Brennus – the unknown Prausi tribe – (d. 279 BCE) – He (along with Acichorius) led an invasion of a Gaulish warband into the Balkans and subsequently into Greece. There were also two other divisions: one led by Cerethrius against the Thracians and Triballi and Bolgios against the Macedonians and Illyrians. Brennus defeated a coalition of the Greeks in the Battle of Thermopylae in 279 BCE. Brennus then attempted to sack Delphi. They were faced with a violent thunderstorm and then they were attacked and driven off by the Greeks. Brennus was wounded in the battle and as his followers withdrew him from the battlefield, they killed their wounded comrades. Brennus ended up committing suicide.

SOURCES: Justinus, Epitome of Pompeius Trogus’ Philippic Histories Book XXIV.6-8

Britomaris – Cisalpine Senones – He was a king of the Cisalpine Senones. After having made a treaty with Rome, he provided mercenaries to the Etruscans when they were fighting the Romans. Rome sent ambassadors to Britomaris to remonstrate him for his actions, but he killed the ambassadors due to his anger of his father having recently been killed in battle against the Romans and supposedly chopped up the ambassadors’ bodies and spread the pieces in his fields. These actions led to the devastation of the Senones. Soon afterwards, Publius Cornelius Dolabella attacked the Senones and killed the men, enslaved the women and children, and made the land uninhabitable. The Cisalpine Senones were not heard of again in the historical record.

SOURCES: Appian, Samnite War; Appian, Gallic War.

Chiomara – Galatia – (2nd century BCE) – She was the wife of Orgiagon, a chieftain of the Tectosagi of Galatia. During the Galatian War with Rome in 189 BCE, she was captured with some others after a defeat. A centurion was put in charge of the captives and he made sexual advances towards her. When she rejected him, he raped her. He then offered to ransom her back to her people supposedly because of his shame. When her countrymen came to deliver the random and while they centurion was counting the gold, she indicated (either with words or by nodding her head) for them to cut off his head. She took the decapitated head back home in the folds of her dress and threw it at the feet of her husband. He said “A noble thing, dear wife, is fidelity.” She responded: “Yes, but it is a nobler thing that only one man be alive who has been intimate with me.”

SOURCES: Plutarch, De Mulierum Virtutibus XXII.Chiomara

Concolitanus – Gaesatae – ‘The One with Big Heels’ – He was one of the leaders (along with Aneroëstes) of the Gaesatae who fought with the Insubres and Boii against the Romans in the Battle of Telamon. The Gaesatae lived in the Alps and are called mercenaries by Classical writers. They are described as fighting naked in the front ranks at the Battle of Telamon, in which the Gallic forces were defeated. Concolitanus was captured after their defeat.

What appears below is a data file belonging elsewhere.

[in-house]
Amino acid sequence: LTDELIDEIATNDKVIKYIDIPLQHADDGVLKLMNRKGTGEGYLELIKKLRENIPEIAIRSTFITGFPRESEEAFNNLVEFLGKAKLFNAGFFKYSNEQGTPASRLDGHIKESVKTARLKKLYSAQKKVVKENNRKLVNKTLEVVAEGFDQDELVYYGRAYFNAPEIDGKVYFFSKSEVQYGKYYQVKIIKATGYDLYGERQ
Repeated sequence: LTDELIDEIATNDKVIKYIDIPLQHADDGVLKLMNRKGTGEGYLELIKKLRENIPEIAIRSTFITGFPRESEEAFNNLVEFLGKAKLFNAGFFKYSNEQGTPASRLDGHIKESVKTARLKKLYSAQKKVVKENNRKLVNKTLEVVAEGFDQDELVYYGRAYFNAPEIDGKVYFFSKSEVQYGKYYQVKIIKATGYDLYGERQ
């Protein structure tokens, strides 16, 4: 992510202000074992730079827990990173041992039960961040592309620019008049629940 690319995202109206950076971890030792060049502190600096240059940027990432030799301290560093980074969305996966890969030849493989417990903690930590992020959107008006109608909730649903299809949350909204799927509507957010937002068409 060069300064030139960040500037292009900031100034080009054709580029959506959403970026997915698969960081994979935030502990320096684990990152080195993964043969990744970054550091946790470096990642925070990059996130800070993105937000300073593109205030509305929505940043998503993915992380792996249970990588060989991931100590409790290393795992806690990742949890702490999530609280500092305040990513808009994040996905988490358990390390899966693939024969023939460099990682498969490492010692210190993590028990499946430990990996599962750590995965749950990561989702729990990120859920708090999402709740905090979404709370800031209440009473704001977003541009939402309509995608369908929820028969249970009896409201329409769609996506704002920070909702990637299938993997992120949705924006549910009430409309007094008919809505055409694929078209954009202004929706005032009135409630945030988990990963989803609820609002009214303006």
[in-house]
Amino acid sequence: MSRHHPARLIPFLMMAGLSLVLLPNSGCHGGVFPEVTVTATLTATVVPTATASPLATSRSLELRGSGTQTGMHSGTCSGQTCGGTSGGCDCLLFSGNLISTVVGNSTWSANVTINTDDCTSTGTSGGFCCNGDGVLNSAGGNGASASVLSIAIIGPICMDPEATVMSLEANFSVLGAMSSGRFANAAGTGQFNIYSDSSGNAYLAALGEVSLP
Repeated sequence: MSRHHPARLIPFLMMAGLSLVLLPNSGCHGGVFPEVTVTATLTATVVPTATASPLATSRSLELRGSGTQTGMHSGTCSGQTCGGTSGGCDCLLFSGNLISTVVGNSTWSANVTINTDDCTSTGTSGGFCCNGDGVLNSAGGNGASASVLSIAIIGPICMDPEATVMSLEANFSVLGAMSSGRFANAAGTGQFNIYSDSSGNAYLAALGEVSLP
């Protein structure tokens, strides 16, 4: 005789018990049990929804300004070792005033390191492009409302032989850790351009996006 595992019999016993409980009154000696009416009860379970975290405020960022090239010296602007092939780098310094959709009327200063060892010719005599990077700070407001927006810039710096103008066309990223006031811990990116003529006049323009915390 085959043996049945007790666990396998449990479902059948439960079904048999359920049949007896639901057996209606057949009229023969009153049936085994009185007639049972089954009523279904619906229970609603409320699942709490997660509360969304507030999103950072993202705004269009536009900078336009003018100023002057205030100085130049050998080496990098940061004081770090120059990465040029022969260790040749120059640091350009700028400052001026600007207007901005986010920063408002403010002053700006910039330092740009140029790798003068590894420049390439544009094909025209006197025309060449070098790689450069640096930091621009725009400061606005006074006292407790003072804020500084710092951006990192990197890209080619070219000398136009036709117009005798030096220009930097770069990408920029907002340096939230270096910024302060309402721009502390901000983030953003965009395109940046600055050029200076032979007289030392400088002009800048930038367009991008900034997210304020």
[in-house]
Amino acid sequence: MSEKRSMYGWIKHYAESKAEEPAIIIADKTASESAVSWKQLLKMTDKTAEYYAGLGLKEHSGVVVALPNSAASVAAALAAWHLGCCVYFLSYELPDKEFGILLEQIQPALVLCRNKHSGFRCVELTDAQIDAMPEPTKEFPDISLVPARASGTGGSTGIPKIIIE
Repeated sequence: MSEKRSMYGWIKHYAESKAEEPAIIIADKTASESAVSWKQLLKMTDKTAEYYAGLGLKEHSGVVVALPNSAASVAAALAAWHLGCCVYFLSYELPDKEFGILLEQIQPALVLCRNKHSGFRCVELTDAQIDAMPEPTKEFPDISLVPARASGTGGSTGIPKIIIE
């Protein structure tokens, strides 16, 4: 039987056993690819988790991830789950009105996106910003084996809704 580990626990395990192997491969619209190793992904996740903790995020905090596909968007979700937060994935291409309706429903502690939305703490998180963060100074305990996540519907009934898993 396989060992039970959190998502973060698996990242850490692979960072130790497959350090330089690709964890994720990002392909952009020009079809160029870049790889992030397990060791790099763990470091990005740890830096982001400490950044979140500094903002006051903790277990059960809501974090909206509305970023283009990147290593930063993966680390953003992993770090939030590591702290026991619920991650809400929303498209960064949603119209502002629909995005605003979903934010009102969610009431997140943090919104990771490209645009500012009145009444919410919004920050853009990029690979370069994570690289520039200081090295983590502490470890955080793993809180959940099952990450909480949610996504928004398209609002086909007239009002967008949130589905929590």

SOURCES: Polybius, Histories 2:21-31.

Conetodunus – Carnutes – He was one of the leaders (along with Cotuatus) in the revolt of the Carnutes in 52 BCE. They attacked and killed Roman traders in Cenabum (or Genabum), having agreed to do so in order to begin a united revolt against Rome led by Vercingetorix.

SOURCES: Caesar, The Gallic War, Book VII.2-3

Cotuatus (Gutuatir) – Carnutes – He was one of the leaders (along with Conetodunus) in the revolt of the Carnutes in 52 BCE. They attacked and killed Roman traders in Cenabum (or Genabum), having agreed to do so in order to begin a united revolt against Rome led by Vercingetorix. He may have been. Gaulish priest called a Gutuatir, as he appears to be called in Book VIII of Caesar’s The Gallic Wars. He was put to death by Caesar (beaten to death with a rod and then decapitated) after the defeat of Vercingetorix because of his role in the revolt.

SOURCES: Caesar, The Gallic War, Book VII.2-3, Book VIII.31-38

Diviciacus – Aedui – (1st century BCE) – ‘Avenger’ – He is the only known Druid from history as well as probably serving as Vergobret of the Aedui tribe. He supported continuing the alliance with Rome that the Aedui had since 121 BCE. In 63 BCE, he went to Rome and addressed the Senate, asking for aid against their rivalry against the Sequani and Arverni as well as the Germanic Suebi led by Ariovistus, who had been hired as mercenaries by the Sequani and Arverni. While Caesar campaigned in Gaul, Diviciacus served as part of the Gaulish delegation to Caesar and may have possibly formed a political friendship with Caesar. He was the brother of Dumnorix, an anti-Roman leader of the Aedui
It is not known what happened to Diviciacus after the Gallic Wars.

SOURCES: Caesar, The Gallic Wars, Book I.3, 16-20, 31-32, Book II.5, 14-15, Book VI.12, VII.39; Cicero, On Divination I.41

Ducarius – Insubres – The only information known about him are his actions at the Battle of Lake Trasimene against the Romans on June 21, 217 BCE. The Insubres fought alongside Hannibal in the Second Punic War. During the battle, Ducarius spotted the Roman commander Gaius Flaminius across the battlefield. He cried out to the surrounding Insubres that there was the man who had slain their people and laid waste to their lands, and that he would sacrifice him to the shades of his fouly murdered countrymen. He then charged his horse towards Flaminius, killed an armor-bearer by driving his horse through the man and then killed Flaminius with his lance. Nothing else is known about him.